Named the 2007 World Champion Cheese Affineur “Refiner” and honored as a Master Craftsman of France, Rodolphe Le Meunier now brings his passion for great cheeses to Bouley.
Precious Cargo In order to send his cheeses to David Bouley, Le Meunier had to first master the transportation cycle to ensure the cheeses spend the least time in transit possible. He also needed to make certain that once the cheeses arrived at Bouley, they would be stored in optimum conditions to breathe and evolve naturally. Bouley built a specially designed cheese cellar for this purpose. The cellar itself has a viewing window that allow patrons to observe the cheeses, and the room is climate controlled–set to the exact temperature, humidity, and ventilation levels needed to create the perfect environment for the cheeses. To complete the cycle, Le Meunier has developed a training program to teach Bouley’s staff how to care for, cut, and present the cheeses.
Rodolphe Le Meunier at Bouley Restaurant Le Meunier has provided a coup de coeur selection of five cheeses to be presented on a tasting plate at Bouley Restaurant. The seasonal assortment will change every few months, and Le Meunier will also conduct exclusive tastings, such as a trilogy of aged Comté d’Alpages featuring a 2008 aged 18 months, a 2007 aged 30 months, and a third from 2006 aged 40 months. They will be paired with a vin jaune, a regional white wine from France’s Jura region. Look to Bouley’s new Chariot du Fromage to taste the efforts of one of the Cheese world’s master artisans.
Rodolphe Le Meunier at Bouley Test Kitchen Bouley and Le Meunier are also currently planning exclusive events at the Test Kitchen, where guests can taste all of Le Meunier’s cheese selections and learn how to incorporate them into recipes.
Rick Bishop has worked closely with David Bouley for over 20 years, growing produce on and around his 35-acre farm in Roscoe, NY, with the chef’s creative approach to cuisine in mind. The secrets to Rick Bishop’s success are simple – dedication to his craft, knowledge (he studied soil science at Cornell University) and passion for the produce. A forerunner in the New York fresh produce revolution, Rick shares with us his favorite seasonal vegetables:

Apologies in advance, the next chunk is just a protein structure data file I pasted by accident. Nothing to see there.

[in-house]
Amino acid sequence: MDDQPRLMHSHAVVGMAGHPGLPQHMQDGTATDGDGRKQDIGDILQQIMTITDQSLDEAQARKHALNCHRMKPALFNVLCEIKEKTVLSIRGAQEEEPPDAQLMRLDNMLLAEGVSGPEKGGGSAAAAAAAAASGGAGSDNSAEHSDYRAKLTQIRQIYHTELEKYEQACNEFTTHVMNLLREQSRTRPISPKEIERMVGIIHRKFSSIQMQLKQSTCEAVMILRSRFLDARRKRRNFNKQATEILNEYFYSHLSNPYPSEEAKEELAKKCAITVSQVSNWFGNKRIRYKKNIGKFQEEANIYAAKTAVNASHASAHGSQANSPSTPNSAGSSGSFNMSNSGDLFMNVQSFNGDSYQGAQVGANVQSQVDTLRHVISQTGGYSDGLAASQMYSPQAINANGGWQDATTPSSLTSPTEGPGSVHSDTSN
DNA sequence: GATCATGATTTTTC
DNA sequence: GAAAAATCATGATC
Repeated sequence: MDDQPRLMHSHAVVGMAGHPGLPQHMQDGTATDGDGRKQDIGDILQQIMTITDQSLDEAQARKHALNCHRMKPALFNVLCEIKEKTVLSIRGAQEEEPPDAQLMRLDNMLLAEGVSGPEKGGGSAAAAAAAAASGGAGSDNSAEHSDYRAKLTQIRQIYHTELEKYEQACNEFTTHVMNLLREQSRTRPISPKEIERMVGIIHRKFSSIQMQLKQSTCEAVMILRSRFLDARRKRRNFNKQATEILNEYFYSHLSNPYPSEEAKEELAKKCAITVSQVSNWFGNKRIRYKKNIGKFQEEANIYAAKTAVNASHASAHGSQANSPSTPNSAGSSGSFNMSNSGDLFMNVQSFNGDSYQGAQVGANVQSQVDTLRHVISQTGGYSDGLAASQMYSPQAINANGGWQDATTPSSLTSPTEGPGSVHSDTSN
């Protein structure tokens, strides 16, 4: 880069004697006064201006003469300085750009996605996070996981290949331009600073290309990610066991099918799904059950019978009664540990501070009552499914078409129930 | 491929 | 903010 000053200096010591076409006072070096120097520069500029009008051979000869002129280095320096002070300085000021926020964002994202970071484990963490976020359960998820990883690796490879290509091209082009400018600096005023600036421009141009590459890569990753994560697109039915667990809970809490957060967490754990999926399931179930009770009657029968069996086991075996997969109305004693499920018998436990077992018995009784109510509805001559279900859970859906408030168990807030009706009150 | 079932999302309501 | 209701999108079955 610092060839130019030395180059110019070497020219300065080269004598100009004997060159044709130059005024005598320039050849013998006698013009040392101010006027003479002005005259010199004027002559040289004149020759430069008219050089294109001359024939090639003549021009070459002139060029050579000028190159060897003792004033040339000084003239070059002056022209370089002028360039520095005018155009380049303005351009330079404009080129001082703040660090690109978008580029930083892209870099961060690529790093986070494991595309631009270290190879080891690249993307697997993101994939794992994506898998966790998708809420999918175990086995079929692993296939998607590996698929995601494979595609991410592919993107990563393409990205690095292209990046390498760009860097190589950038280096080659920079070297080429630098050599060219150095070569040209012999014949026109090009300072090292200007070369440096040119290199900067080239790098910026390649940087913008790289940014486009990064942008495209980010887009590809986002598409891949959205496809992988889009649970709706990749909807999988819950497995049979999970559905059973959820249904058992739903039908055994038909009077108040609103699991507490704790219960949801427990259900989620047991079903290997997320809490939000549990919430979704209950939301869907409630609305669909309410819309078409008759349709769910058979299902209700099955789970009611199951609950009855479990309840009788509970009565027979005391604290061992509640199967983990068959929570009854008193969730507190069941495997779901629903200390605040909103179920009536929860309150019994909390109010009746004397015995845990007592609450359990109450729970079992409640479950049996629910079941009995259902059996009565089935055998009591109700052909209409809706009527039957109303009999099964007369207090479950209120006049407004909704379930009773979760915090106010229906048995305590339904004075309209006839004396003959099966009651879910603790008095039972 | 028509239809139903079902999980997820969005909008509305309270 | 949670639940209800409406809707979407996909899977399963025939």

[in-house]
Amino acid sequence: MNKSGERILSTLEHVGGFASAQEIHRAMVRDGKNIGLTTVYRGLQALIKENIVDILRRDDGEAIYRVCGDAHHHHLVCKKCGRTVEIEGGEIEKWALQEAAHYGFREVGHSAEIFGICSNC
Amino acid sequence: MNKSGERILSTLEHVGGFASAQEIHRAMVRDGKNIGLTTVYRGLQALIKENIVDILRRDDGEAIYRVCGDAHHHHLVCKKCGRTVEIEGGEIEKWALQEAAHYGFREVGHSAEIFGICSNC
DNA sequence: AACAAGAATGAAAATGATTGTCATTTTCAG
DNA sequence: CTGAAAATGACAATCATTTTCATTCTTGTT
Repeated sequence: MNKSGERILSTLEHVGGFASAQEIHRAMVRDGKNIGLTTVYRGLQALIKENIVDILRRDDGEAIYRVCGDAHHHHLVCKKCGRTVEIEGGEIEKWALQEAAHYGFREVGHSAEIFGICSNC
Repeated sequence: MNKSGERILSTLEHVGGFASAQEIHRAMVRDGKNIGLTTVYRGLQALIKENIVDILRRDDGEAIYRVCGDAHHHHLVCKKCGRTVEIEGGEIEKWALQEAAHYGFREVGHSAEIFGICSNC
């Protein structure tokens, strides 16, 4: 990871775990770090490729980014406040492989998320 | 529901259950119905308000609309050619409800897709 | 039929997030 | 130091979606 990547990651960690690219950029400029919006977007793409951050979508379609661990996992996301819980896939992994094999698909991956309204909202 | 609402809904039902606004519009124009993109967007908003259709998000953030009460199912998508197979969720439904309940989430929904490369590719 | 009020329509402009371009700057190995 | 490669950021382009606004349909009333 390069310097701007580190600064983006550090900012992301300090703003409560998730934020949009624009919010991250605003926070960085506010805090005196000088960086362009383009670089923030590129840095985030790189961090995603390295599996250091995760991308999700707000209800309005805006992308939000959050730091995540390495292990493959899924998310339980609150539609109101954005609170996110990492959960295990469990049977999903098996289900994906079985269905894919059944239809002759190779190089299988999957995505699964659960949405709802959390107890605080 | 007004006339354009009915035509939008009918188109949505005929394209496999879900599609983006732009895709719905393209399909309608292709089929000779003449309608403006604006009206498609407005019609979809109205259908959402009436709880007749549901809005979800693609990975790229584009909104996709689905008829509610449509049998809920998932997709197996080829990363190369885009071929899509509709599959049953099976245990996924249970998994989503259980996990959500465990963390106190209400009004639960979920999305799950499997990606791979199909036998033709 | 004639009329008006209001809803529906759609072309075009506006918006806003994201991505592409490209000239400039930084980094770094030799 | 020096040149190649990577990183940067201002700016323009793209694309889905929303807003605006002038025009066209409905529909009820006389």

This is a little French tuber that actually looks like a tiny Michelin Man! David originally brought me some back from France about 15 years ago to plant. They thrive on aged, mature compost and yield a big September/October/November crop. A member of the mint family, they are about 1-2 inches in length and are delicious! They can be used as a crunchy little garnish on a plate, pickled, or even served warm in butter. They really act as a texture accent on a dish. Crosnes will keep for 2 months refrigerated—they are very durable, like little baby carrots.
In the fall, the potato harvest is in full swing. David tries to get quantity commitments on our larger fingerlings as early as July for his pomme purees! His favorite is the La Ratte. We grow them along the sandy banks of the Beaverkill River, which is optimal soil for potatoes because the sandy qualities prohibit diseases and allow for proper drainage. We cellar them with the soil still on them (to maximize flavor), washing them right before we sell them. Always store potatoes in a cool dark place; light is the enemy because it makes them a little astringent.
Rule of thumb: Months with R’s in them are good for watercress; much like oysters, they prefer cooler weather. They grow in cold spring water. There are a lot of old abandoned homesteads around our farm that have springs. Back in the day, settlers originally planted the watercress in these springs and it still grows there today. We pick it the day before market so it’s really fresh and crispy. It is best used within 2-3 days.
Flageolet, Cannellini and Borlotto: We have a very nice planting of these three shell beans, (all heirloom varietals) that really shine in the month of September. Once again, they like it down along the side of the river, in the beautiful bottom river gravel. We add mulch to keep them cleaner and mineral powders into the ground for flavor. The Flageolets, in particular, are exceptional.
Tri-star strawberries span three seasons and in autumn they take on a very unique fall flavor. As the weather gets cooler, they get crunchier, firmer and pointier. They almost have an apple-crispness to them—it’s like eating an entirely different berry even though it came from the same plant! They ripen slowly and get really sweet. No storage tip here because they disappear so fast when around!
Jacques Mahou has consulted with Chef David Bouley since the beginning of his first restaurant in 1984. A recipient of the médaille d’argent des Meilleurs Ouvriers de France (Best Craftsmen Award), Mahou has helped devise the recipes executed for Le Chariot de Pain presented at Bouley. Le Chariot stands as a celebration of their collaboration, friendship and will to share “the secret of levain”.